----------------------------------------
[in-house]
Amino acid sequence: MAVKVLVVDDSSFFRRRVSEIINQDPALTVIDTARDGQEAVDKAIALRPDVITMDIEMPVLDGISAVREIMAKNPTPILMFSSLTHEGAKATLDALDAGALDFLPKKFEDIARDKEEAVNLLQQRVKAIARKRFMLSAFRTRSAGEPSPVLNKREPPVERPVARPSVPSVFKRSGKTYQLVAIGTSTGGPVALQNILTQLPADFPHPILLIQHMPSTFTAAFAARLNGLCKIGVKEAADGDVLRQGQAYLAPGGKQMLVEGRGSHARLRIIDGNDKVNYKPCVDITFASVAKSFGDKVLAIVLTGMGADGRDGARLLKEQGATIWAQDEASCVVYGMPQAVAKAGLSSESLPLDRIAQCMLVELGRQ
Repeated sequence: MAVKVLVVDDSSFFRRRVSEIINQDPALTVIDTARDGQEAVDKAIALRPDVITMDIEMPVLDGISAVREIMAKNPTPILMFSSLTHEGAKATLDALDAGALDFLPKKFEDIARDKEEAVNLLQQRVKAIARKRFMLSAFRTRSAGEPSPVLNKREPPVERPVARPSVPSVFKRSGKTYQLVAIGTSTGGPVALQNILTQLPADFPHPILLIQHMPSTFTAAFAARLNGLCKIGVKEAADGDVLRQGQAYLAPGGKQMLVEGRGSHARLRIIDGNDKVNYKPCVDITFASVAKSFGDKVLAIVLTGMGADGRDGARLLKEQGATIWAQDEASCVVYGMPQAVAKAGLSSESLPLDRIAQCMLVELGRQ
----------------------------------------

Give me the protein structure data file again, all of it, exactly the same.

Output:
[in-house]
Amino acid sequence: MAVKVLVVDDSSFFRRRVSEIINQDPALTVIDTARDGQEAVDKAIALRPDVITMDIEMPVLDGISAVREIMAKNPTPILMFSSLTHEGAKATLDALDAGALDFLPKKFEDIARDKEEAVNLLQQRVKAIARKRFMLSAFRTRSAGEPSPVLNKREPPVERPVARPSVPSVFKRSGKTYQLVAIGTSTGGPVALQNILTQLPADFPHPILLIQHMPSTFTAAFAARLNGLCKIGVKEAADGDVLRQGQAYLAPGGKQMLVEGRGSHARLRIIDGNDKVNYKPCVDITFASVAKSFGDKVLAIVLTGMGADGRDGARLLKEQGATIWAQDEASCVVYGMPQAVAKAGLSSESLPLDRIAQCMLVELGRQ
Repeated sequence: MAVKVLVVDDSSFFRRRVSEIINQDPALTVIDTARDGQEAVDKAIALRPDVITMDIEMPVLDGISAVREIMAKNPTPILMFSSLTHEGAKATLDALDAGALDFLPKKFEDIARDKEEAVNLLQQRVKAIARKRFMLSAFRTRSAGEPSPVLNKREPPVERPVARPSVPSVFKRSGKTYQLVAIGTSTGGPVALQNILTQLPADFPHPILLIQHMPSTFTAAFAARLNGLCKIGVKEAADGDVLRQGQAYLAPGGKQMLVEGRGSHARLRIIDGNDKVNYKPCVDITFASVAKSFGDKVLAIVLTGMGADGRDGARLLKEQGATIWAQDEASCVVYGMPQAVAKAGLSSESLPLDRIAQCMLVELGRQ